“If you are literate in security and how authority checking works, you can make use of the tool,” Uehling says. “There is a lot of info in authority collection for an admin who manages apps, applies PTFs, and keeps the system up and running. We have lots of vendors who offer consulting and will be able to analyze the data.”
The IBM i security vendors already have tools and skills relating to security configuration monitoring. In that category are items such as system values, network attributes, TCP/IP configurations, and the capability to analyze audit data. Some report on current authority value, which touches on authority collection.
Also available from the vendors is software that monitors network security via exit points. Monitoring exit points is helpful in locking down network access to the objects.
Authority collection searches for users with access to the box and access to data objects via the command line or a program that opens or accesses a file. It takes object-level reporting beyond identifying libraries with public authority by analyzing the private authorities and determining whether the level is excessive. The tool is designed to cover all the data objects on the box and all the end users who are running applications on the system.
Having a tool to accomplish security settings is useful, but it’s far from the best security fix, according to Pat Botz, an IBM i security consultant. It’s the application development process that bears the ultimate responsibility.
Botz discussed this during an interview with IT Jungle before i 7.3 was announced. That discussion led to an article titled Testing For Security Inadequacies, which included Botz’s insights into the questions of who handles security at the app dev stage. Botz believes it’s the developer, not the system administrator.
Since that article, Botz wrote a blog that appears in his email newsletter called Botz Security Bytes. Botz worries that “authority collection will further the mistaken notion that user profiles require authority to any object in order for an application to perform actions on those objects!” His argument is that end users don’t need authority to application objects; it’s the job that needs authority.
If this topic of controlling and protecting information interests you, read what Botz, a former security architect for the AS/400 and its successor platforms, has to say on the subject.
One of the reasons for authority collection coming now is system performance related. The processing capabilities in the IBM Power Systems iron with Power7 and Power8 processors have opened the doors to significant innovation. Uehling says authority collection could have run on Power6, but system degradation would have been noticeably higher. Performance testing at IBM shows a 2 percent to 3 percent degradation on a large partition or a small partition that is running 90 percent CPU utilization, according to the IBM i security architect.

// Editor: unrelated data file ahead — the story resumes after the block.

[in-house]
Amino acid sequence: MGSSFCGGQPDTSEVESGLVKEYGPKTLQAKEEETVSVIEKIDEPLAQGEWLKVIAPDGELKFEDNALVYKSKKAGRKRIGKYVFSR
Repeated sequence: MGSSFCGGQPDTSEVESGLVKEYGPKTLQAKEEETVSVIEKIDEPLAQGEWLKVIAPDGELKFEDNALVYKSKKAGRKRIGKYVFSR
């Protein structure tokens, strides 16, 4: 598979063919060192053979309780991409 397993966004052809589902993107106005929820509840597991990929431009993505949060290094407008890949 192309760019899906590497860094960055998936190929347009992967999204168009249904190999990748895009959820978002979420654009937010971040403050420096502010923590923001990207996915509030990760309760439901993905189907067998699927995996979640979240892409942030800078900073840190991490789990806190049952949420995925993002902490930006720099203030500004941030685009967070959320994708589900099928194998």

“There is overhead because every authority check involves collecting data–which programs are involved, which job is running, and capturing all the adopted authority information, which includes information about groups and users.
“One of the things we were worried about is that someone would turn on authority collection for many users and all the objects. The overall effects of that on a production machine could be significant. We put warnings in the documentation and recommend testing on a test partition. However, if you are smart about it and focus on certain libraries or files within an application and a single user at a time, it could be done on a production partition. Performance degradation depends on how crazy you get with the collection parameters.”
Disk space could also take a hit if collection parameters were completely unbridled. Every collection entry gathered by authority collection is about 200 bytes, so it takes 5,000 entries to make a megabyte. During testing with what Uehling described as “a fairly large app over many hours” approximately 10,000 entries were gathered, which equals about 2 MB.
To provide some perspective on the importance of this project, Uehling’s team devoted more than a year’s worth of effort to deliver this support. He describes it as “basically CL commands and Navigator support built into the OS.”
Because authority collection is a feature specific to i 7.3, there won’t be a lot of customer feedback until we get deeper into the OS upgrade cycle, which typically comes about two years after it debuts. Uehling says there’s no chance that it will be retrofitted to earlier releases of the OS due to the complexity and expense of the project. He wouldn’t be surprised, however, to see large IBM i shops that are not ready to do an OS upgrade spinning up a 7.3 test partition, run an app there, use authority collection to gather data, and then take the changes back to 7.1.